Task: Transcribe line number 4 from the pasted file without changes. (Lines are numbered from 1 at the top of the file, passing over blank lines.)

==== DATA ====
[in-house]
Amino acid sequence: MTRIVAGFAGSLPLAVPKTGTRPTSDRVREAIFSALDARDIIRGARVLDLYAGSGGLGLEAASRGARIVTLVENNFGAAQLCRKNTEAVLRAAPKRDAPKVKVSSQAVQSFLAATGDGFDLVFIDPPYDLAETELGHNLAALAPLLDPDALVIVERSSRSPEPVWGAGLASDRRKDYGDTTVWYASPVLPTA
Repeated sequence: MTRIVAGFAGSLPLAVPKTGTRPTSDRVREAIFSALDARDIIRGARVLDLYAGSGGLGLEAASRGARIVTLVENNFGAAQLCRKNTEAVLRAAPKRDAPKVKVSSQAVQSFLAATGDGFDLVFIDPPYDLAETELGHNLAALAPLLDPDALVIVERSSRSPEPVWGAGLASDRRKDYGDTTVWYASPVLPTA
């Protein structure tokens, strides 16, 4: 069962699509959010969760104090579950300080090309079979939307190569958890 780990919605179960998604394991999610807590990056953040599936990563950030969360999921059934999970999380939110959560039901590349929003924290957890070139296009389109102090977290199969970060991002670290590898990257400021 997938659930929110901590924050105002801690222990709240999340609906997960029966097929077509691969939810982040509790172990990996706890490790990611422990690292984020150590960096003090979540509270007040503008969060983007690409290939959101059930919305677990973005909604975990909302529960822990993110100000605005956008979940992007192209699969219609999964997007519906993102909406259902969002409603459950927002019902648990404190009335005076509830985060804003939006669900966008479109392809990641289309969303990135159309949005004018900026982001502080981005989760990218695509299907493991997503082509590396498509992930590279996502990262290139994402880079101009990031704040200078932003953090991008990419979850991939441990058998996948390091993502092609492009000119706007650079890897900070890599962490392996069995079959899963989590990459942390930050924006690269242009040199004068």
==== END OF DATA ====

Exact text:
């Protein structure tokens, strides 16, 4: 069962699509959010969760104090579950300080090309079979939307190569958890 780990919605179960998604394991999610807590990056953040599936990563950030969360999921059934999970999380939110959560039901590349929003924290957890070139296009389109102090977290199969970060991002670290590898990257400021 997938659930929110901590924050105002801690222990709240999340609906997960029966097929077509691969939810982040509790172990990996706890490790990611422990690292984020150590960096003090979540509270007040503008969060983007690409290939959101059930919305677990973005909604975990909302529960822990993110100000605005956008979940992007192209699969219609999964997007519906993102909406259902969002409603459950927002019902648990404190009335005076509830985060804003939006669900966008479109392809990641289309969303990135159309949005004018900026982001502080981005989760990218695509299907493991997503082509590396498509992930590279996502990262290139994402880079101009990031704040200078932003953090991008990419979850991939441990058998996948390091993502092609492009000119706007650079890897900070890599962490392996069995079959899963989590990459942390930050924006690269242009040199004068």